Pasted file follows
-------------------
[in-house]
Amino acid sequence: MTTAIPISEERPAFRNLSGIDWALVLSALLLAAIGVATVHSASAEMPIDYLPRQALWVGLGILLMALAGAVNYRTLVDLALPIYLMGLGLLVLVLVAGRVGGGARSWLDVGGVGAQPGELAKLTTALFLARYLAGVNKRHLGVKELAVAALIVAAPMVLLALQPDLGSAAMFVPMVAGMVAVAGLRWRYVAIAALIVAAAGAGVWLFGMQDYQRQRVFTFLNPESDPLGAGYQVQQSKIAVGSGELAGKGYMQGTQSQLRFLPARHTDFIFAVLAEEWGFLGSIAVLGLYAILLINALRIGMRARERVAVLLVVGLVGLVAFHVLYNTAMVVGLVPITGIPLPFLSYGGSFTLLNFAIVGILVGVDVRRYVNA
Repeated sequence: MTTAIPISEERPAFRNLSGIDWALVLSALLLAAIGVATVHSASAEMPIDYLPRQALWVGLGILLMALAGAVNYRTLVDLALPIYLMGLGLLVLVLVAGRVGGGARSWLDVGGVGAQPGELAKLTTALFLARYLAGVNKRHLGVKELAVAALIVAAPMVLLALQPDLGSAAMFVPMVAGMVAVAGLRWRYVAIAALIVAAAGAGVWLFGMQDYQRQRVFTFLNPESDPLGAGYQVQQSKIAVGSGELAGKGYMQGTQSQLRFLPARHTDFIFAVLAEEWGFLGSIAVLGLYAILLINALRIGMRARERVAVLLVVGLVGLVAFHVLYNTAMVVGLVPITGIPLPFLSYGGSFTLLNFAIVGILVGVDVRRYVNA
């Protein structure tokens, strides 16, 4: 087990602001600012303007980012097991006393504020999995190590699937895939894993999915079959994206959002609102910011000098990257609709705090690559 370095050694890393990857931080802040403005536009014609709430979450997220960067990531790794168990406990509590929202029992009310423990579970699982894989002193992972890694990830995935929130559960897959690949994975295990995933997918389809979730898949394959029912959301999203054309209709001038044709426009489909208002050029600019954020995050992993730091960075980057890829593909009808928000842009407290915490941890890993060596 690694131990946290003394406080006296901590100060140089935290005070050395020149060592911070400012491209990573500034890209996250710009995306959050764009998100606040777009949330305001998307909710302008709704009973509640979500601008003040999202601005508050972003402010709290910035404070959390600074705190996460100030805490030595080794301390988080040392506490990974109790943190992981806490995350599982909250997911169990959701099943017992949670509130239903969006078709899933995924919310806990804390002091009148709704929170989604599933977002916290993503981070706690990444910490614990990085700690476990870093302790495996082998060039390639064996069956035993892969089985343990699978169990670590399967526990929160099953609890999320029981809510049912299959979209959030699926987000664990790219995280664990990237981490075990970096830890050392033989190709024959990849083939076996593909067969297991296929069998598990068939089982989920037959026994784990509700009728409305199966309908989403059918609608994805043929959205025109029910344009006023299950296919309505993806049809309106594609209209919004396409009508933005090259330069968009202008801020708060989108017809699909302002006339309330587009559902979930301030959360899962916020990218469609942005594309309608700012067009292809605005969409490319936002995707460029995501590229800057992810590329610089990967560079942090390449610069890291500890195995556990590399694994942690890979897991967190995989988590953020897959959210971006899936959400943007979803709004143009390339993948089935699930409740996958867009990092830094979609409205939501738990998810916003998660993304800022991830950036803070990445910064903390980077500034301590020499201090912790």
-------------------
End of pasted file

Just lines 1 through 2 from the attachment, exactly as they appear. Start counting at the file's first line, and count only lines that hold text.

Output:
[in-house]
Amino acid sequence: MTTAIPISEERPAFRNLSGIDWALVLSALLLAAIGVATVHSASAEMPIDYLPRQALWVGLGILLMALAGAVNYRTLVDLALPIYLMGLGLLVLVLVAGRVGGGARSWLDVGGVGAQPGELAKLTTALFLARYLAGVNKRHLGVKELAVAALIVAAPMVLLALQPDLGSAAMFVPMVAGMVAVAGLRWRYVAIAALIVAAAGAGVWLFGMQDYQRQRVFTFLNPESDPLGAGYQVQQSKIAVGSGELAGKGYMQGTQSQLRFLPARHTDFIFAVLAEEWGFLGSIAVLGLYAILLINALRIGMRARERVAVLLVVGLVGLVAFHVLYNTAMVVGLVPITGIPLPFLSYGGSFTLLNFAIVGILVGVDVRRYVNA